It’s also fair to note that since Weaver is responsible for each GT class (second through fifth grade), six hours of her week is taken away from the library, her primary responsibility. Like many public school teachers, Weaver is wearing too many hats. As previous administrations added on programs, but not staff, teachers have seen their time for preparation and continuing education whittled away by layers of unfunded mandates. More supplemental programs kept coming, each with their own set of assessments, their own product trainings, and their own review processes.
While “pull out” programs like this, where students are removed from class to receive GT services, is the best understaffed schools can do at the moment, Riggs feels that this model is actually the weakest way to implement GT curriculum, but she knows the change must be gradual, because the staffing needs are huge.
Beginning next year, schools will have GT specialists to provide services outside the classroom. The goal is to move from one hour per week, to full-day models. Each of these GT specialists will be required to have a masters degree in the GT education, so the hiring will probably happen gradually, as they find candidates prepared to meet qualifications beyond what might be required in other districts.
“What we’re going to be asking of our GT teachers is way beyond what the state requires,” Riggs said.
Once there are enough specialists, GT services can go into classrooms where gifted students are clustered and administer services in conjunction with classroom content.
The next step will be to open GT academies, where gifted students in grades 6-12 will be able to learn at their own pace, pick their interests, and focus on 21st century skills like innovation, creativity, and communication. The first GT campus will open for the 2016-17 school year.
“It’s not a one-fit program. It’s a service,” Riggs said.
Referring to GT offerings as “services” rather than “programs” is a deliberate move for Riggs. She is moving it from the umbrella of “advanced academics” to fit in with special education services. To her, these children are not just kids who need more of the same, any more than a child with dyslexia needs less of the same. They are students who need a special kind of instruction in order to reach their full potential.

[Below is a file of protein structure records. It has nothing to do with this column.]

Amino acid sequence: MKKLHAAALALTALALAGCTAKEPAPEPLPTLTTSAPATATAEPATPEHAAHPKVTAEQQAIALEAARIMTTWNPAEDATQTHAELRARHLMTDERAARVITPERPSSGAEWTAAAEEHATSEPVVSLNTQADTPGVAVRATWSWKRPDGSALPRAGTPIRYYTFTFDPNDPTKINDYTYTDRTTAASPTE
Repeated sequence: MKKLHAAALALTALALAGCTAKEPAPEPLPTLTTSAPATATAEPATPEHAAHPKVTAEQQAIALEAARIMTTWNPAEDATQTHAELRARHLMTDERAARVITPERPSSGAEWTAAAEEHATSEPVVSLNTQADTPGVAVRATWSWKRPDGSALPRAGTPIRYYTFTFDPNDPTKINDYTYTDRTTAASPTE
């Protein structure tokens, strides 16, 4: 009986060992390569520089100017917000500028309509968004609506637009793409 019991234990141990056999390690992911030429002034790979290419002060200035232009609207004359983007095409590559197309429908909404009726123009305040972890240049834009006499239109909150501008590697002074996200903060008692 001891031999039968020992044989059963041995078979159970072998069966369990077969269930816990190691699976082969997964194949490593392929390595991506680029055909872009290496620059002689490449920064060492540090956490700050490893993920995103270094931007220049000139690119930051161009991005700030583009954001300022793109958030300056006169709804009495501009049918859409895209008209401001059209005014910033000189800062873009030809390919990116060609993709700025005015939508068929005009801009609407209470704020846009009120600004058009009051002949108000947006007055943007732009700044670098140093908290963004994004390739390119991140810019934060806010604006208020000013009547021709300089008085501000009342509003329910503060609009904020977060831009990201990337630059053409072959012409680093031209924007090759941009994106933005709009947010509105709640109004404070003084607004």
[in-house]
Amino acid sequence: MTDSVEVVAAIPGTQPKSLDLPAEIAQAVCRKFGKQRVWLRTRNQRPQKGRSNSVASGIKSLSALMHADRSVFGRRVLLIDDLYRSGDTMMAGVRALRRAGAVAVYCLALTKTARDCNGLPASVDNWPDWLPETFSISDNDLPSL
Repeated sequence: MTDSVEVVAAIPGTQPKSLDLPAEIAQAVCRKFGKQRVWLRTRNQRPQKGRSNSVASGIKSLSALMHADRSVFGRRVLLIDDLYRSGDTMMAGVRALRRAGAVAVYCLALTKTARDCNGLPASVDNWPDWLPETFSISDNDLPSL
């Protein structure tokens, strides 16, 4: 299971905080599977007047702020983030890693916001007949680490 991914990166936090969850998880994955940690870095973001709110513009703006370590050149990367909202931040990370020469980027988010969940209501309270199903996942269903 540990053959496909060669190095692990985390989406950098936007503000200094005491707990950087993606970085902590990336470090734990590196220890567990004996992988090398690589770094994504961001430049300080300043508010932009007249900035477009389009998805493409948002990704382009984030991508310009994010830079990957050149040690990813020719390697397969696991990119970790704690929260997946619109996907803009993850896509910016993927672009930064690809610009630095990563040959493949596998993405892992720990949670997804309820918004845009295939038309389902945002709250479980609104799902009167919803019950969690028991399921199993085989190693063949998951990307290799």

At Smith’s former district in Pennsylvania, GT services fell under the umbrella of special education. She thinks that Martinez and Riggs are thinking in line with best practices on how to best serve this student population.
Martinez and Riggs worked together in Washoe County, Nevada, a district with a strong gifted and talented program. The district also contained the Davidson Academy, a grade 6-12 charter school for the profoundly gifted. Students at the Davidson Academy score within the top 0.1% of IQ and achievement tests. Families of these profoundly gifted students will sometimes move from around the country to Reno. Such families then often place their younger children in the Washoe County gifted and talented program pipeline. Since the siblings of gifted children are often gifted themselves, the system creates a virtuous cycle, feeding a constant stream of gifted kids into Washoe County elementary schools.
Superintendent Martinez would like to see a similar influx in SAISD, and with it, increased tax revenue within the district, as the school becomes an asset to the real estate market.
While there’s no doubt that a school with strong GT services will attract students who once left for private schools, charter schools, or strong programs in other districts, the primary target for these services will be students like Angelica. Those who are already in the classrooms, with untold potential waiting to be discovered.
*Top Image: Angelica spends her free time in class reading a book tucked away in her lap. Photo by Scott Ball.